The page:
Tuesday, 27 October 2015

Mirrors of myself from 2008-2015

Strangers and those who do not know my age will usually come to conclusion that I am either still in university or a fresh graduate despite me having graduate some 10 years ago. 9 years ago, 6 years ago, 4 years ago and even recently, they kept saying the same thing that I look so young. Another irony is people kept thinking I am still a chambering pupil! I am so used to that now but I will keep asking myself: Do I really look that young? No. I do think the youthful look is no longer there.

Since 2008, I have been visiting Beijing every year due to work as well as my long standing fondness for this City and here, I discovered the gem that was to steal my heart and lure me back with its old world charm and architecture, so magical and alluring. It is also in this city that craftsmen, artists, rulers, warriors, current and long gone, bestowed the world with one of the greatest treasure known to man.

For some strange reasons, Tiananmen Square holds a special place in my heart and made it a point to have a photo taken at about the same spot near Tiananmen Gate to see the change of my outlook and the place. Alas, the gate didn't change much but vicissitudes of life are evidently shown when I compare then and now.

P/s: For many reasons, I think I am starting to have "China Lethargy" and it will probably be many more years before my next visit to Beijing if it isn't for work purpose. 

Circa 2015

Circa 2014

Circa 2013

Circa 2012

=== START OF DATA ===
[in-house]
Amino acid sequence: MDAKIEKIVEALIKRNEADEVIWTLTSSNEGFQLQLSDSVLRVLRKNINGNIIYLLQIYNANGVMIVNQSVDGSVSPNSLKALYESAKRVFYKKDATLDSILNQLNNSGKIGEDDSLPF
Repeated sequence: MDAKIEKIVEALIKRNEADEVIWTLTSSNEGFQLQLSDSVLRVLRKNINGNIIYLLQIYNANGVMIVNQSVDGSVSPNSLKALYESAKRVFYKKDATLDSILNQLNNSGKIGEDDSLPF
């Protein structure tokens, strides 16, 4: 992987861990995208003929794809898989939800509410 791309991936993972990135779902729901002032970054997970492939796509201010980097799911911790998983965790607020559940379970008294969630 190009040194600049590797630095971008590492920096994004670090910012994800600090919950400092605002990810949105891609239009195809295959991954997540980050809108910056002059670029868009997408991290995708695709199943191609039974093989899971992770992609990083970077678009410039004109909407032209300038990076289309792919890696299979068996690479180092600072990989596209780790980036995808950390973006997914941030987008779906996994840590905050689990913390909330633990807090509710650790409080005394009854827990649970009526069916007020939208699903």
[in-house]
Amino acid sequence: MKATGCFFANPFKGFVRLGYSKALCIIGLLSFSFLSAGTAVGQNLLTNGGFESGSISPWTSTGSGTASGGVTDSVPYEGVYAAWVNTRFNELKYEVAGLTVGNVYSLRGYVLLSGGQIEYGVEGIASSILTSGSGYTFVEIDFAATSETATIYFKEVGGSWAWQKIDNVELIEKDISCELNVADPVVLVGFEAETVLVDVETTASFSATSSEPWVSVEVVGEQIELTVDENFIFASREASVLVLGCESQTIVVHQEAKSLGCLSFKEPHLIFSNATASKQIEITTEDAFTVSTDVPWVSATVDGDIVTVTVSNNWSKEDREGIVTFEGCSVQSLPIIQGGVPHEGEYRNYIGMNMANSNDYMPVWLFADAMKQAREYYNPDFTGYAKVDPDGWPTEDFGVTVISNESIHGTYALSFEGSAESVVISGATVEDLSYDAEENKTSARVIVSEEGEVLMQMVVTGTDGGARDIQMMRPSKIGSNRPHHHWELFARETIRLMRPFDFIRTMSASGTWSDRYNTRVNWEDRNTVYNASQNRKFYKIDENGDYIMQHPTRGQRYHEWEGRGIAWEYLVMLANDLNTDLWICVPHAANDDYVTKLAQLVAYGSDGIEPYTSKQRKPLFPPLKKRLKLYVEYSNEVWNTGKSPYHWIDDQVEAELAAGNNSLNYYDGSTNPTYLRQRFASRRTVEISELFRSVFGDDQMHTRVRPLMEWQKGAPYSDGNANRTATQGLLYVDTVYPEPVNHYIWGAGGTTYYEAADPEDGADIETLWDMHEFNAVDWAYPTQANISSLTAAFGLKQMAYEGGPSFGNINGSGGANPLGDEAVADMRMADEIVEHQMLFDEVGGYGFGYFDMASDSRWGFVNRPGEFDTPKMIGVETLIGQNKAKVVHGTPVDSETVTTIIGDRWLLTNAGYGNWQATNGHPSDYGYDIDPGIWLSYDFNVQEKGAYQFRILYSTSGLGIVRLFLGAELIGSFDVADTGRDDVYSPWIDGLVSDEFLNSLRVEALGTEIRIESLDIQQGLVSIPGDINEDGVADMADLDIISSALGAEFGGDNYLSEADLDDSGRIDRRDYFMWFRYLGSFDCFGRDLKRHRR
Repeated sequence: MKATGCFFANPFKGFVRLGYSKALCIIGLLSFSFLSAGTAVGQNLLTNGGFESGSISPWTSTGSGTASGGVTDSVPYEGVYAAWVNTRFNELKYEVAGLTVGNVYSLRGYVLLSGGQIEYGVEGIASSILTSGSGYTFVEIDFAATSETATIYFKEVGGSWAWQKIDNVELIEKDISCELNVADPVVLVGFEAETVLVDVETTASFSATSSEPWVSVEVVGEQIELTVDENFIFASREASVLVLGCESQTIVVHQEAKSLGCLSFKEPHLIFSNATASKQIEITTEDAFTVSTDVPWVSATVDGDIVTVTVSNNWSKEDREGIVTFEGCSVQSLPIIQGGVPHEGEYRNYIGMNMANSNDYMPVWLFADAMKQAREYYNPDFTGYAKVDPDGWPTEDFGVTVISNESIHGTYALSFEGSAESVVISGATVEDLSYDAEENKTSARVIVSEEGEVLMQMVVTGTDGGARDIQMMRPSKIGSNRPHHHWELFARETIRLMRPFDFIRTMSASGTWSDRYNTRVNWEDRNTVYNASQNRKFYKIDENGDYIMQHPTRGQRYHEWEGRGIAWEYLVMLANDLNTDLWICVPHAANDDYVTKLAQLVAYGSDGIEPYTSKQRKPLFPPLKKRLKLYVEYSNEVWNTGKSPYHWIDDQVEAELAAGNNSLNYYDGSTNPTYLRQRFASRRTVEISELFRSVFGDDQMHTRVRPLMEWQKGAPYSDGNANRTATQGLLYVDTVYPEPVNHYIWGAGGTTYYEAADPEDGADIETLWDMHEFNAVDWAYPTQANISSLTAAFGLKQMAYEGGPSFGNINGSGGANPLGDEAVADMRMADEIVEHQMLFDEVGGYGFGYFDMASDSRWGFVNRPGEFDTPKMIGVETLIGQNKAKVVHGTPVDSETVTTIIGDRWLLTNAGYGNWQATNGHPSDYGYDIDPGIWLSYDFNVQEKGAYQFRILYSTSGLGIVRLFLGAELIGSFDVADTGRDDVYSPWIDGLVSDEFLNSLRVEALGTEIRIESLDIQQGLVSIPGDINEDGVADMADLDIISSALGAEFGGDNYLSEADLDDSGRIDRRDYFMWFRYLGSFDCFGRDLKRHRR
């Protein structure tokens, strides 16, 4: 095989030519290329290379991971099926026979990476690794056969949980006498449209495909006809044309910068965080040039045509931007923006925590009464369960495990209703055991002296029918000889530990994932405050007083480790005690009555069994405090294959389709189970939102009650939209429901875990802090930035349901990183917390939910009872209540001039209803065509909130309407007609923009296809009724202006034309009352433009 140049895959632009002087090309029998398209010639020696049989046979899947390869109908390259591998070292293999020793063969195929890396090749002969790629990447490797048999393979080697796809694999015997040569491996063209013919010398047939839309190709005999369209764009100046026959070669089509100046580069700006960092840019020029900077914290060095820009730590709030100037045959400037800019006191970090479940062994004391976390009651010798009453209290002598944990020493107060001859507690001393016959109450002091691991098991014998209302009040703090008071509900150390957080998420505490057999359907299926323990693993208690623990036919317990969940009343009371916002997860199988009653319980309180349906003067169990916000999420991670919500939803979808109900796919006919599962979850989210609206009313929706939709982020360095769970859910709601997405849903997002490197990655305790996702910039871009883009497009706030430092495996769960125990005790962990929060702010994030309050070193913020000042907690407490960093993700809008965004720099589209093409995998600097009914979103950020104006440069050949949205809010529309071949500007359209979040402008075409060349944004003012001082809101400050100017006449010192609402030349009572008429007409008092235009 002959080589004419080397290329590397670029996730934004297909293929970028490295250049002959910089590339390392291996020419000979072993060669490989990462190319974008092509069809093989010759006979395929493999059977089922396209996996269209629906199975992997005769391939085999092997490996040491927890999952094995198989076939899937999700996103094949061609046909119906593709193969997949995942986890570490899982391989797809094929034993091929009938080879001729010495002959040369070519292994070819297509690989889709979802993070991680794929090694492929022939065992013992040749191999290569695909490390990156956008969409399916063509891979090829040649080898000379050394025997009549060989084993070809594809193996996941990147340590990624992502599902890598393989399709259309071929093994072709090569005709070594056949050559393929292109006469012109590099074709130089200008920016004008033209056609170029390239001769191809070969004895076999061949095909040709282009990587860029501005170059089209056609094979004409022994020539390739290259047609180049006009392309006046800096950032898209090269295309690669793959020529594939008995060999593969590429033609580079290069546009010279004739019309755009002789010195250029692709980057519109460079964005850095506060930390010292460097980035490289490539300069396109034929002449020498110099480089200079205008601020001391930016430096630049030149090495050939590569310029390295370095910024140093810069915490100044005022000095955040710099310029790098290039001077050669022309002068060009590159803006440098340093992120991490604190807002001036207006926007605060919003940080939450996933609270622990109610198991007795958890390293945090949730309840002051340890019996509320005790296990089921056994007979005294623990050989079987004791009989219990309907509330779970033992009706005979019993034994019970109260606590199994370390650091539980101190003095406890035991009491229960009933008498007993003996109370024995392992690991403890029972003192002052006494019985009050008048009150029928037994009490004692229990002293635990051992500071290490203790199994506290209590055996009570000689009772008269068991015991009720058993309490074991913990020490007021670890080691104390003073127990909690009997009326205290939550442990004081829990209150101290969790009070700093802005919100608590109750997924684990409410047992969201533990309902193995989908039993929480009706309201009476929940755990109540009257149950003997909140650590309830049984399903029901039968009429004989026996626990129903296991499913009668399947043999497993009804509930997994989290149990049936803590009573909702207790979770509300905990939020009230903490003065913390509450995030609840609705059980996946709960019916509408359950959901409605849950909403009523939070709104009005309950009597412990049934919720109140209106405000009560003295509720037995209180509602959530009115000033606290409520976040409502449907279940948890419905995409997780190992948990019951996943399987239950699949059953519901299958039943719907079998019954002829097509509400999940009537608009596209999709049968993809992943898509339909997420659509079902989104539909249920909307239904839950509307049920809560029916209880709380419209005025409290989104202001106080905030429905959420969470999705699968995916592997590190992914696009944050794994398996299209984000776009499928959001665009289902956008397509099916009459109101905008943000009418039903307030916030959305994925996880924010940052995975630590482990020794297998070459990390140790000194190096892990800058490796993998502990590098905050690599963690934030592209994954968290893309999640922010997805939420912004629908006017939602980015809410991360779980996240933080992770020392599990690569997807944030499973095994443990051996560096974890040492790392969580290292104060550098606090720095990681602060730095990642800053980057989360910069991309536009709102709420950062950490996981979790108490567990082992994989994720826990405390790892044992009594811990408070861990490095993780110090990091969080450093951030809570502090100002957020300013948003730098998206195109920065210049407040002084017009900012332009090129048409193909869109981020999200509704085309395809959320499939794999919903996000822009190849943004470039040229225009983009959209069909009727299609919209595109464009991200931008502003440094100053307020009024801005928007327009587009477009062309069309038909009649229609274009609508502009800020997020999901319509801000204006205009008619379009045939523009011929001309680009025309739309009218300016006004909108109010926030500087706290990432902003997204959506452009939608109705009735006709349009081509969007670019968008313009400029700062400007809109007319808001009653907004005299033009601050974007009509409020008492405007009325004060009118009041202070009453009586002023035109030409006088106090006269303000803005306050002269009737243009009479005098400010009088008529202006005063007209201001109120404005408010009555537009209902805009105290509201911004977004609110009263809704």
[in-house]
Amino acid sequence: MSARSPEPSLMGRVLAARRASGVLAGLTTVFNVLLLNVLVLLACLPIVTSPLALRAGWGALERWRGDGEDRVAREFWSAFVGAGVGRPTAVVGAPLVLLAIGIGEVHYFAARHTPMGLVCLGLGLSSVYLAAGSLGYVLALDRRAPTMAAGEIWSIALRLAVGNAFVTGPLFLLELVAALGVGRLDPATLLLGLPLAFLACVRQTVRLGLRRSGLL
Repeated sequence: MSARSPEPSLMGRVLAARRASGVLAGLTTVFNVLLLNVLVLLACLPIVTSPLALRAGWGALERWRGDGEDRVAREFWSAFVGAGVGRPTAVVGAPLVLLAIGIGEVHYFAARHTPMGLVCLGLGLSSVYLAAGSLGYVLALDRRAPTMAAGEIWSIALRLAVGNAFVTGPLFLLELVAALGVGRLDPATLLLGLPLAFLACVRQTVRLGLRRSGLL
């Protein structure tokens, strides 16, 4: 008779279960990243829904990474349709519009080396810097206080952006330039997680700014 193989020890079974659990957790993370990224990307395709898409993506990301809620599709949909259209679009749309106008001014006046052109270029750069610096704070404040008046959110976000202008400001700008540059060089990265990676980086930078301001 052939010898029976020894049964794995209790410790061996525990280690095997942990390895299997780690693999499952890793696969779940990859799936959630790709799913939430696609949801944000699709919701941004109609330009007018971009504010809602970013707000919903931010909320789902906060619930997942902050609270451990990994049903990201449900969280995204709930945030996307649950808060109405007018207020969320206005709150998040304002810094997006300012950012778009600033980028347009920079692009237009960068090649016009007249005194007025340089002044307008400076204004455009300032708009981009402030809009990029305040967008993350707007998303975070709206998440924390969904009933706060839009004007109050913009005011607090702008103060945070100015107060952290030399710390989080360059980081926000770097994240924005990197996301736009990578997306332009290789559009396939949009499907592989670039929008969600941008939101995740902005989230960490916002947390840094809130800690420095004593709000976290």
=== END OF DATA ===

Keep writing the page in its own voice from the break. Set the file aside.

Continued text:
Circa 2011

Circa 2010

Circa 2009
Circa 2008









Friday, 9 October 2015

The modern day Marcus Licinius Crassus of Malaysia

I was reading The Rich: From Slaves to Super Yatchs, A 2000 Year History by John Kampfner when I came across these two paragraphs:

He may have been the richest of them all. Marcus Licinius Crassus was the ultimate oligarch who used the nexus of wealth and politics to become one of the most powerful figures in the Roman Republic.  He was the man of his times, when corruption was an art form, when violence, politics and profit were rolled into one. This was an era of rapid economic growth, with wealth flowing in from newly conquered lands.  Friendships and enmities, loyalties and betrayals, could be bought and sold. The elite were at it all, but some were more successful than others. His skills have proven transferable through the ages. He would have felt right at home in ……………in which ruthlessness and greed were regarded as inevitable parts of public life.

And

Crassus used his cash to make himself indispensable. He would house senators and fund armies. In doing so, he managed his reputation to the top. Through cunning and endeavor, rather than any particular skill, he came to dominate Rome, alongside his longtime rival, Pompey, and the precocious Julius Ceasar. These three would later be known as the First Triumvirate.  

Much have been written about Crassus over the millennia but reading Kampfner describing him in these lines made me think of his modern day reincarnation in Malaysia. The Romans, according to the great moral philosopher Plutarch, say that the many virtues of Crassus were obscured by his sole vice of avarice. I think fellow Malaysians would agree with the Romans regarding this particular leader in Malaysia that his many virtues are now being obscured by his insatiable greed.

Who is he? Who is the first person that came across your mind ? I'll offer a treat to those who get it right.